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Ark in Kentucky

I could not help it when I saw the headline, “”A Noah’s Ark in Kentucky, Dinosaurs Included.”  When I began reading Laurie Goodstein’s article, I was not sure what to expect.  But I figured it would be entertaining.  I assumed it was about the Noah’s ark story in Genesis and I was right.  I recently spent some time in Kentucky and saw signs to a Creation Museum in northern Kentucky and wondered whether it would somehow be about that.

It turns out to be related.  Creationism is a particular kind of Christian fundamentalism about which I know a little.  It believes in the literal truth of the Bible.  With respect to God’s creation, narrated in the earliest chapters of Genesis, the creationist believes that God literally created our world in six 24-hour days.  And our world is literally about 6,000 years old.  Of course, evolution is wrong.  This is a way of seeing our universe that does not square with my own theology.  I understand it, but don’t agree with it.

Ken Ham, originally from Australia, is the person behind the Creation Museum.  And now he has another project being built in Kentucky that is nearing completion.  The “Ark Encounter” is a chance for people of all walks of life to see first-hand what kind of ship Noah built at God’s behest to withstand the destruction of the Flood which Genesis says, wipes out the rest of the human race.

The story is well known.  Because of the moral degradation of humanity, God decides, in effect, to start all over.  Because of Noah’s uprightness, God chooses him to be a kind of “new Adam.”  Ham is concerned that humanity has not done much better than our ancestors who were killed in the Flood.  The story of Noah is effectively a story Ham uses to suggest we shape up or we will face the same destructive result.

Soon we will be able to visit the ark.  There will be the requisite animals on board, but they will be stuffed.  As one who grew up on a farm with animals, there is much to be said for stuffed animals.  It will cut down on the messes made!  Clearly, Ham sees this “encounter” as a chance to proselytize those who come to visit.  I am sure Ham sees his perspective as the truth and the Noah encounter will give him a chance to straighten out the large majority of folks---Christians and non-Christians alike---who believe some other version of the faith…or no version at all.

I think it is cool that there will be drawings on Noah and the seven family members who were on board the original ark.  This is certainly an exercise in imagination, since this is obviously long before there were iPhones to record the experience.  However, I do appreciate human imagination and what it can conjure.  So I look forward to visiting the Ark Encounter some time when again I am in Kentucky.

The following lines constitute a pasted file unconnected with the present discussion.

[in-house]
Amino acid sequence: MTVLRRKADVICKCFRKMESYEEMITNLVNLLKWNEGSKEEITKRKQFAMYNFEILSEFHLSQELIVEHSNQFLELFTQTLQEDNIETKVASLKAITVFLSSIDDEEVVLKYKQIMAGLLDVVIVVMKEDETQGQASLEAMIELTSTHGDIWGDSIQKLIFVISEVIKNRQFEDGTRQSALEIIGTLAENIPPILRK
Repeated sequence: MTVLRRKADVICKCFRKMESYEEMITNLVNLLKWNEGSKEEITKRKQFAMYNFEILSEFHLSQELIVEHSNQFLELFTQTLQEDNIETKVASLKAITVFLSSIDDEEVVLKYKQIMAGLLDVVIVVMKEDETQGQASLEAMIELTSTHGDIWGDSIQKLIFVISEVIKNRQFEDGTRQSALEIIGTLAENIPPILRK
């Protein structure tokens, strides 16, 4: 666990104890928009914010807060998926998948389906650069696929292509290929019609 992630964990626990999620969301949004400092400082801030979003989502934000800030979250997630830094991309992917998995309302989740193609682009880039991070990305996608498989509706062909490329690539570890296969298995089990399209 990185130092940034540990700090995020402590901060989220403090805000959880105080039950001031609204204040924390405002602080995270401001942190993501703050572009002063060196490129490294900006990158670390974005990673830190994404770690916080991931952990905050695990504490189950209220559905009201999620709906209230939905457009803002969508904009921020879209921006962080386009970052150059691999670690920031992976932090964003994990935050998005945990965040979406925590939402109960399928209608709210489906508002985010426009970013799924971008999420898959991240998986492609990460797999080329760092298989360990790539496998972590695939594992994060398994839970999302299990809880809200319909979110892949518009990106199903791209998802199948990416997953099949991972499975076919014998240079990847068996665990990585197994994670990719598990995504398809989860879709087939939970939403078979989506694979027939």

But before that happens, I would like to add a little spiritual commentary on this story.  If there is any inspiration in what I write today, it can only begin at this point.  The most obvious thing to state is to say that I have the same Christian Bible that Ken Ham has.  We both share the same Genesis text and the same creation story (well, actually two creation stories: see Genesis, chapters 1-2).  So the differences between Ham and myself come with interpretation of the same text.

Basically, Ken Ham is a literalist and I do not take all texts literally.  I think ancient writers used the same kinds of figures of speech as we do today.  For example, if I said someone ran so fast, it was a hundred miles-an-hour, no one would literally believe that.  Of course, I am not God, so that can be dismissed as a figure of speech.  I am indeed not God, but I think the biblical writers whom God did inspire also used figures of speech.

An example of this is my own belief that God “speaks” to people.  I feel like God has “spoken” many times to me.  I did not hear literal words.  The “voice” in my head was literally “real,” but figuratively it was as “real” as any literal voice I ever heard.  In fact, that voice was so real, I made major moves in my life’s path.  In effect, I bet my whole life on the truth of that reality.

I close with a story from Christian history with respect to Noah and the ark.  The Church used the ark as a symbol of salvation.  For many the ark symbolized the church.  To come to belief and to join the church is, effectively, to jump on the ark.  I like that kind of interpretation.  But it leaves open some interesting judgments to be made.  Let me suggest a couple.

Whoever gets on the ark of salvation depends on God.  I believe God is originally and ultimately a loving God who wants nothing more than loving relationships with all people.  And I think God is merciful God who will be patient enough and merciful enough to bring us all back into that loving relationship.  My beliefs here have implications.  It suggests I think finally everyone gets on the ark.  If so, it is going to have to be a much bigger ark than the one being built in Kentucky!

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